Around 2009, after hearing about the financial problems The Rafu was undergoing, I wrote an article, “Save The Rafu!,” asking readers and any interested people in the community to gather at a forum to share ideas and make concrete suggestions to keep The Rafu going.
Over 100 people, both Japanese-speaking and English-speaking, showed up at the Gardena Valley Japanese Cultural Institute.
Alan Nishio, Gwen Muranaka and I met to plan the format. We were skeptical that many people would care enough to show up and planned on 25. When 100 showed, we were shocked … and hopeful.
One of the main suggestions was to form an advisory committee to offer support and advice to the Rafu publisher, Mickey Komai, and staff. I knew people by name and face but had never worked with the other members of the committee since they were Little Tokyo-based or connected to institutions in Little Tokyo: Terry Hara, Dan Mayeda, Debra Nakatomi, Terry Toshio Handa, and Shunji Muso.
It was unfortunate that, with so much talent and experience, our committee dissolved within a year. It was difficult. We were “outsiders” trying to work with a family institution.
Gwen and I continued to meet up for breakfast every few months – just to talk and commiserate about the challenges and difficulties.
Two weeks ago, Gwen and Jordan Ikeda asked me to meet with them and talk over breakfast in Gardena. I was stunned to hear Jordan say they figure The Rafu has maybe nine months before it may have to fold. Nine months! Plus, he stated the deficits of the past few years in dollar amounts.
Not enough subscriptions — both print and online — not enough ads, and no money to replace decades-old equipment. On top of that, the employees have not had a raise in how many years, which I knew.
Just as in 2009 and now, I take the loss of The Rafu personally. Back then, I talked about the 30 years of dependency on The Rafu to publicize the Japanese American Historical Society of Southern California events and programs. For the past nine years, I have depended on The Rafu to print my articles to publicize my personal forums as well as to write about issues I have felt a need to share in case my experiences could help Rafu readers some way …
The Rafu has been my only source to reach the older Nikkei community. The early forums attracted up to 350 people as I shared my experiences with death, dying and the grieving process. “Iku’s Box,” as it has commonly become known, is still requested, going on ten years. I guesstimate 2,000 plus people have attended.
This past March 6, on a rainy Sunday, 216 people showed up at the GVJCI for the forum on complementary alternative and integrative medicines.
I send emails out, but the majority come via the articles in The Rafu. I have become friends with some people who have attended over the years. In many cases, I know their names but not their faces.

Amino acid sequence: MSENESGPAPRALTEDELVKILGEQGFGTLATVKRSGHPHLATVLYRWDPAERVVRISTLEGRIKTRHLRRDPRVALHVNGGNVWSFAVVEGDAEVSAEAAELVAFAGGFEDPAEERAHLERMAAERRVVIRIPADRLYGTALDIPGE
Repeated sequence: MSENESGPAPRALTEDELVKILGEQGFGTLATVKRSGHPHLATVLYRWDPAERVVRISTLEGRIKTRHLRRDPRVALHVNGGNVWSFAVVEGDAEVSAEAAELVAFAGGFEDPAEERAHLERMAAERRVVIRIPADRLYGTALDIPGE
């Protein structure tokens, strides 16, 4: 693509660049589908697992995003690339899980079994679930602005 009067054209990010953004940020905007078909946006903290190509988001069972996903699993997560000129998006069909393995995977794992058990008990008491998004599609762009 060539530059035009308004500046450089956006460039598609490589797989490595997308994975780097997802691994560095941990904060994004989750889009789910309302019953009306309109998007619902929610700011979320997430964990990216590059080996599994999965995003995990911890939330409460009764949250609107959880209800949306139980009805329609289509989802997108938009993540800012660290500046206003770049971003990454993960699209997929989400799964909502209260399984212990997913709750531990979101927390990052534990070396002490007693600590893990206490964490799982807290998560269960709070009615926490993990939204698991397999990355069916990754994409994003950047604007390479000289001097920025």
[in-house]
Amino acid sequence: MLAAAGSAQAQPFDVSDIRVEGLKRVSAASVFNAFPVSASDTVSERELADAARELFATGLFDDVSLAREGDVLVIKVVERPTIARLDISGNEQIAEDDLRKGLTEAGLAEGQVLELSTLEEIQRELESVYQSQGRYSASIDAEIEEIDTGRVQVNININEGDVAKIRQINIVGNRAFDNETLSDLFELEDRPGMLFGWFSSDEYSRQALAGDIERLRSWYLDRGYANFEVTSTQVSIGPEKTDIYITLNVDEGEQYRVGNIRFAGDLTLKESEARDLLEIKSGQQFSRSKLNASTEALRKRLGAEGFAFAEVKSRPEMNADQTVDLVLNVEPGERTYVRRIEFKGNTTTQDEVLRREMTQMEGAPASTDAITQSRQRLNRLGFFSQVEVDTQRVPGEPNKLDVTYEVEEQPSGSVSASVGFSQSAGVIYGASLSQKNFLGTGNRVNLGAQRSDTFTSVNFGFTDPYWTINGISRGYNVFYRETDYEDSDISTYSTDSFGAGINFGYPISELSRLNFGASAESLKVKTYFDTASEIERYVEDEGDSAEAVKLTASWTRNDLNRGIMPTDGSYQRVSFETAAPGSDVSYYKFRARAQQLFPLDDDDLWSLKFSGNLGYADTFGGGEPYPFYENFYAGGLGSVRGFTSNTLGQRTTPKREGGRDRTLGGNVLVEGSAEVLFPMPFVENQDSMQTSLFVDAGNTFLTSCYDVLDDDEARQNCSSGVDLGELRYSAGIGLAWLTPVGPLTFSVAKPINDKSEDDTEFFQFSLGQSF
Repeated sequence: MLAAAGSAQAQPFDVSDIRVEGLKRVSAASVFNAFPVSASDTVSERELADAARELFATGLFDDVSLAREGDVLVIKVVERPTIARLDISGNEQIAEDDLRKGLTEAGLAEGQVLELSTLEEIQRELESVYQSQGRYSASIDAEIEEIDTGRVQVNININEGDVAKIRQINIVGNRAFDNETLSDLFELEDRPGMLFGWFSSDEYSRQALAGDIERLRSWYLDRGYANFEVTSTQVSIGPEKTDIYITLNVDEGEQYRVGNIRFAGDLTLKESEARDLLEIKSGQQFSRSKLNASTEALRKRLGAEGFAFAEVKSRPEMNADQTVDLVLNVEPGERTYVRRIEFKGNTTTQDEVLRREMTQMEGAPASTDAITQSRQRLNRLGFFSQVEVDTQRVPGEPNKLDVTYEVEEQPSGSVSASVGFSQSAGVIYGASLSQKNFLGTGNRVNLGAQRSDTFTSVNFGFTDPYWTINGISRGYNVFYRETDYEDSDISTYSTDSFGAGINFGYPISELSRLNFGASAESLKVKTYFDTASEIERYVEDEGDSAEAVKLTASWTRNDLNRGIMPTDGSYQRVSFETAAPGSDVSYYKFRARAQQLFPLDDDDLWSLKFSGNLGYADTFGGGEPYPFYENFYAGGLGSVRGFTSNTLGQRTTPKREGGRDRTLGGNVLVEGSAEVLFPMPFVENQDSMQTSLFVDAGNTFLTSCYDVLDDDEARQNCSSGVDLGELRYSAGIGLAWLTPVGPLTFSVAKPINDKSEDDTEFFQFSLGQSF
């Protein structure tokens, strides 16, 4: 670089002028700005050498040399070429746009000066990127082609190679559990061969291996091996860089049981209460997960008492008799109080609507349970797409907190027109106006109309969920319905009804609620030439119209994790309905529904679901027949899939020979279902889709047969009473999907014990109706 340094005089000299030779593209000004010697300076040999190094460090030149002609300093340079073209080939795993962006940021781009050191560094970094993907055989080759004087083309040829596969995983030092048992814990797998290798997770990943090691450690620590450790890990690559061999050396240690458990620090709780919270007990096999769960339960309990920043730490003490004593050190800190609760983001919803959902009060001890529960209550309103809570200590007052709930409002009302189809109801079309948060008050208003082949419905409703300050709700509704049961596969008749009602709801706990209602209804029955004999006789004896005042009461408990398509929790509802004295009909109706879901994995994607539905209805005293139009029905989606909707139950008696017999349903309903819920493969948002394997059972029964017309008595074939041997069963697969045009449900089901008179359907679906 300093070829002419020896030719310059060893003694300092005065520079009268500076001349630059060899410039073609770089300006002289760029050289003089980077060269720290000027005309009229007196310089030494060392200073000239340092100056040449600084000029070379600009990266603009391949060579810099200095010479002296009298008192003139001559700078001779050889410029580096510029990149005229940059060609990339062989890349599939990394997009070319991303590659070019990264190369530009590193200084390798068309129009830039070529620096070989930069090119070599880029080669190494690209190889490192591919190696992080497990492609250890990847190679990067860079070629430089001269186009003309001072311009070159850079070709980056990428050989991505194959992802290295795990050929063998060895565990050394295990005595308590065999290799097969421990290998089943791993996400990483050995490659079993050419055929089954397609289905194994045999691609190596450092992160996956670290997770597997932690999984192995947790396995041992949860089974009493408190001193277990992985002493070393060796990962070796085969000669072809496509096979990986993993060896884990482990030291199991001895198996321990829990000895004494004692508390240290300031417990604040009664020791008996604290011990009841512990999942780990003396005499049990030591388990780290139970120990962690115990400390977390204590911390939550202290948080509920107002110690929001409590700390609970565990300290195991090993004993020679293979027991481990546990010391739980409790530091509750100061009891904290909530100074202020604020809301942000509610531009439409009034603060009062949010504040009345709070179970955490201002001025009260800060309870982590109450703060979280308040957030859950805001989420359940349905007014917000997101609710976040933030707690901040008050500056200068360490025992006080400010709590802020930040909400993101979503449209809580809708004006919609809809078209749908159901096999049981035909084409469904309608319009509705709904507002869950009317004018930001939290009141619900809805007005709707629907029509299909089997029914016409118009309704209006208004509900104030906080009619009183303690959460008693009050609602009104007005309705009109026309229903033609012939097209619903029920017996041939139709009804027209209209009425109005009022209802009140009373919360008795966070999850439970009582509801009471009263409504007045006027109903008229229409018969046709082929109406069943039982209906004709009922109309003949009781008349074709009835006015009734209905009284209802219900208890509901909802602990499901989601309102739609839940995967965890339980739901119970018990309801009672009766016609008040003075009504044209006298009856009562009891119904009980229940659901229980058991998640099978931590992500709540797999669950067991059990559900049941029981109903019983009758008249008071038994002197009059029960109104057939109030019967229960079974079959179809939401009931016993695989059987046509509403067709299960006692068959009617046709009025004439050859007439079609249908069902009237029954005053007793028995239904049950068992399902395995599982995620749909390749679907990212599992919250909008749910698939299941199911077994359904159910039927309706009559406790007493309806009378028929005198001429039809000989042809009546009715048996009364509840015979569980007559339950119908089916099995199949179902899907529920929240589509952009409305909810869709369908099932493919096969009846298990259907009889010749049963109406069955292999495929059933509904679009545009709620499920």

If The Rafu does fold in December, how will I communicate with everyone? I may not do another forum for a long time or ever, since experiences trigger the forums. But if and when I do, will I no longer have The Rafu to let you know?
George “Horse’s Mouth” Yoshinaga had a huge senior following. What would he say if he were here to witness yet another demise of a Japanese American vernacular? I will no longer be able to read the columns by the Rafu columnists: Bill Watanabe, Ellen Endo, Bill Yee, Guy Aoki, George Johnston, Trisha Murakawa, Phil Shigekuni, and on and on. My daughter, Traci, will no longer have The Rafu to run her poems. The helpful legal, financial and health columns. And, of course, Maggie.
But, WAIT JUST A DOGGONE MINUTE! Do we have to say, “Oh, well” and let The Rafu shut down? Do we HAVE to be a COMMUNITY WITHOUT A PAPER? If every one of you who “inherits” The Rafu were to subscribe, how many hundreds – thousands? – of subscriptions would that alone come to? If every grandparent gifts their grandchildren with a one-year online subscription ($50), how many thousands would that be?
A big question, in addition to raising the number of subscriptions, is: What would make the younger members of our community, the Yonsei and the millennials WANT to read The Rafu? If they get an online subscription or a print copy but don’t look at it, how would that help the future of The Rafu? It wouldn’t.
“Content” needs to be addressed. Traci told me “Angry Asian Man,” essentially an online home-based website, has avid followers among the younger generation – nationwide. Her friend Sean Miura said he “grew up” in the Midwest with the “Angry Asian Man” and the relevant community issues that it addresses on a daily basis. It became his pipeline to the JA community.
For the younger people, it has to be accessible online – they don’t rely on print for news. If The Rafu devotes a staff to building their online site to address issues that the late teens to early 40s want, they will continue. “If we build it, they will come.” (“Field of Dreams”)
Iku Kiriyama is a retired educator and a community volunteer. Opinions expressed are not necessarily those of The Rafu Shimpo.